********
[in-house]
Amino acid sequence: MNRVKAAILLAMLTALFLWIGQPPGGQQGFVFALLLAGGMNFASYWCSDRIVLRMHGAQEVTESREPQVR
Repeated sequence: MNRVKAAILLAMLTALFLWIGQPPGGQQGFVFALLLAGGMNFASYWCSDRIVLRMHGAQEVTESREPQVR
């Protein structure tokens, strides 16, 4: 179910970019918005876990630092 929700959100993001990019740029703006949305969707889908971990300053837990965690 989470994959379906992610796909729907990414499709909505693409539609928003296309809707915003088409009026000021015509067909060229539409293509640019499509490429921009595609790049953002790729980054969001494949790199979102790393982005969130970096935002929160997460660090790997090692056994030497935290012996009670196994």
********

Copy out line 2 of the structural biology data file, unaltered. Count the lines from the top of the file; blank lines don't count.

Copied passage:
Amino acid sequence: MNRVKAAILLAMLTALFLWIGQPPGGQQGFVFALLLAGGMNFASYWCSDRIVLRMHGAQEVTESREPQVR